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Zenith Challenger Model 740 10 Tube Battery-Operated Superheterodyne
Radio Service Data Sheet
June 1934 Radio-Craft

June 1934 Radio-Craft

June 1934 Radio-Craft Cover - RF Cafe[Table of Contents]

Wax nostalgic about and learn from the history of early electronics. See articles from Radio-Craft, published 1929 - 1953. All copyrights are hereby acknowledged.

This Radio Service Data Sheet for the Zenith Challenger Model 740, 10 tube, battery-operated superheterodyne floor console radio was published in the June 1934 issue of Radio-Craft magazine. As was typical of the era, a finely styled wooden cabinet housed the electronics chassis and speaker. Large dials and knobs would be be in vogue for a few more years. Programmable buttons for storing channel tuning were still rare at the time, too. The Zenith Challenger 740 was battery powered, which was popular in rural areas not yet serviced by AC lines. A bonus of that configuration was no 60 or 120 Hz hum from the power supply. A fairly unique feature for this early of a radio was its permanent magnet "reproducer" (aka speaker). The "ballast resistor tube" (V10) is a resistance device used to help limit and regulate current flow. There are still many people who restore and service these vintage radios, and often it can be difficult or impossible to find schematics and/or tuning information. Therefore, I maintain a constantly growing list of all data sheets posted to facilitate searches.

Zenith Challenger Model 740 10 Tube Battery-Operated Superheterodyne Radio Service Data Sheet

Zenith Challenger Model 740 10 Tube Battery-Operated Superheterodyne, June 1934 Radio-Craft - RF CafeSensitive and selective. Incorporates A.V.C.; tone control; only 18 ma. no-signal "B" drain; an 8 1/2 in. permanent-magnet type dynamic reproducer; 3 stages of A.F. amplification, including semi-class B output; console cabinet; 9 "standard" tubes and a ballast resistor tube.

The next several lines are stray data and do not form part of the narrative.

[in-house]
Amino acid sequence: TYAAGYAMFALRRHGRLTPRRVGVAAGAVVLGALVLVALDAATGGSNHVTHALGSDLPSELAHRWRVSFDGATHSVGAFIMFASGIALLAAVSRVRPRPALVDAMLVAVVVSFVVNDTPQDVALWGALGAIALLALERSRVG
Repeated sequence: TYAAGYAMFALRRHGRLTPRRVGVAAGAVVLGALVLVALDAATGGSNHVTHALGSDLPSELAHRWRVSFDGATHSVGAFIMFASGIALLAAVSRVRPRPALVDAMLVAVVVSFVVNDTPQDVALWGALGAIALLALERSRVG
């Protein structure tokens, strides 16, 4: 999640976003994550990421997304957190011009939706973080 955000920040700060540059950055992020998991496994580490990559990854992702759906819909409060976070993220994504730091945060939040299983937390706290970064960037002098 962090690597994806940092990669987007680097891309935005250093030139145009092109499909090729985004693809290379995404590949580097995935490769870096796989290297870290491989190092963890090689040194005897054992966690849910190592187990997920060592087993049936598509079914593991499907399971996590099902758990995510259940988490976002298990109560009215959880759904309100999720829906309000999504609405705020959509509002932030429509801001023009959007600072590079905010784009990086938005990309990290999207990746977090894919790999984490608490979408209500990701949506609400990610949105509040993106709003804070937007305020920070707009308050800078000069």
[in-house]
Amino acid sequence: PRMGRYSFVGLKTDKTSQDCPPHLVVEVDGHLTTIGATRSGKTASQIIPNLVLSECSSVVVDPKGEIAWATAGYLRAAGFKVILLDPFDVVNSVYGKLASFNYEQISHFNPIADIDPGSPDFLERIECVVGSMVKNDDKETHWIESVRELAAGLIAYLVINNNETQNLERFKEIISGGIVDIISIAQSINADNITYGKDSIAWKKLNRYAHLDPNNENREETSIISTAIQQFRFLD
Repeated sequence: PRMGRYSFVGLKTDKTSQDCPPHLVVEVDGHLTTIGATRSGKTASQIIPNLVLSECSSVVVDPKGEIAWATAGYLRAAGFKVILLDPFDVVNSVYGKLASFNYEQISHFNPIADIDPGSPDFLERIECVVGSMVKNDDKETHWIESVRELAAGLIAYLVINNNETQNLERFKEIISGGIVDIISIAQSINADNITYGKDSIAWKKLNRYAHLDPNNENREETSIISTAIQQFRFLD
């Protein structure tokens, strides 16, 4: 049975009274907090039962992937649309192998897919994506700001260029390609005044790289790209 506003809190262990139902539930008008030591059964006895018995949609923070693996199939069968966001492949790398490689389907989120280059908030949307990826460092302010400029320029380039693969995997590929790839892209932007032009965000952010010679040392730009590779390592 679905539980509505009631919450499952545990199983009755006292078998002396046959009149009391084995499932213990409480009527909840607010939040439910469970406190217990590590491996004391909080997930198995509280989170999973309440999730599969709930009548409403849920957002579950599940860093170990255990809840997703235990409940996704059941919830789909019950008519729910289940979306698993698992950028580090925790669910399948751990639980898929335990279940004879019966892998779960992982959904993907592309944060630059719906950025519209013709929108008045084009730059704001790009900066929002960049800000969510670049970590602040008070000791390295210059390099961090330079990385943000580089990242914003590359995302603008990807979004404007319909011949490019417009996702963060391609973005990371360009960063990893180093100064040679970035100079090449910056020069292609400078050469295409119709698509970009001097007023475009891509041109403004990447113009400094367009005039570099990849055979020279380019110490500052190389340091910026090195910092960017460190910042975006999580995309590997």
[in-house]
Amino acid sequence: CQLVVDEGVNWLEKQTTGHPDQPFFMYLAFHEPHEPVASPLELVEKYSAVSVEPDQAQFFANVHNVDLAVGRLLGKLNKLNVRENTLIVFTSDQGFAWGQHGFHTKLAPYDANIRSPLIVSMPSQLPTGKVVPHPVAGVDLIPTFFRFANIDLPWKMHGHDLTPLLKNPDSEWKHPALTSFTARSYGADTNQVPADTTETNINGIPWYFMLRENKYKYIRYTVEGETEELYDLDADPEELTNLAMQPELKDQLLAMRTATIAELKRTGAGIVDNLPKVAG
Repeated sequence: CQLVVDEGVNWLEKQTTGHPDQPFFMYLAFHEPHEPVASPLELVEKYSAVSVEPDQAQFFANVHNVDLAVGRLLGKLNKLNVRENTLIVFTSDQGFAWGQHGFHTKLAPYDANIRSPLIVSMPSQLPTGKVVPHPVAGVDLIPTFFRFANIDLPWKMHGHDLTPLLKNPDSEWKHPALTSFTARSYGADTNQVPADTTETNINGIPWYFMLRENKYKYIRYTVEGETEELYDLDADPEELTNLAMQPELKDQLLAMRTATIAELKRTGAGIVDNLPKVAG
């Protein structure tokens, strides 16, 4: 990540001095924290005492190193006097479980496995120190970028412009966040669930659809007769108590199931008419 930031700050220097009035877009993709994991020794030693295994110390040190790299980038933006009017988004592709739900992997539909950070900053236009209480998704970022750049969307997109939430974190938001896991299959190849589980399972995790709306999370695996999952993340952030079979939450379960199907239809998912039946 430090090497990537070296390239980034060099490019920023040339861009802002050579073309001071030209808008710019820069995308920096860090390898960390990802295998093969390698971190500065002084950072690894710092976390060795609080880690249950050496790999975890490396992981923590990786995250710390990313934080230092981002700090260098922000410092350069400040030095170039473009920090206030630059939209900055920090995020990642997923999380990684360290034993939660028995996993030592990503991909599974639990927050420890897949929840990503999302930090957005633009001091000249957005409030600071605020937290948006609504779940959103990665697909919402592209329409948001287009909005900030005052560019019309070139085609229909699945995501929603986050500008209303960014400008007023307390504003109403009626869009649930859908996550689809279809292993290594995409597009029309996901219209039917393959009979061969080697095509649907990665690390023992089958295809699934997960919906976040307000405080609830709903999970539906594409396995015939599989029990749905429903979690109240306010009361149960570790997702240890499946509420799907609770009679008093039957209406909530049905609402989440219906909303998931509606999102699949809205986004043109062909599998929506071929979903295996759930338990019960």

This 10 tube battery-operated superheterodyne incorporates A.V.C., tone control, semi-class B push-push output, and a diode second-detector; the console cabinet, illustrated, houses an 8 1/2 in. permanent-magnet type dynamic reproducer. Tube V10 is a type 10-AB ballast resistor. The "A" is a 2 or 3 V. source; the "B", 135 V.; and "C", a tapped 22.5 V. battery.

Tube socket analysis figures follow: short the antenna to ground, and read voltages to the "A-" filament terminal.

(†) Computed; (††) varies with frequency setting; (*) volume control at minimum; (**) as read at battery.

In the diagram, those circuit elements which are shown dotted do not exist as distinct units but occur as a result of the mutual position of other circuit elements or their parts.

Control-grid bias for V1, the type 34 R.F. amplifier, is obtained by a tap between R1 and R2 in the high resistance potentiometer, R11. R1, R2, and R4.

Separate oscillator V9 is tuned by a shaped-plate variable condenser. This design eliminates the need for a padding condenser - and therefore its occasional adjustment.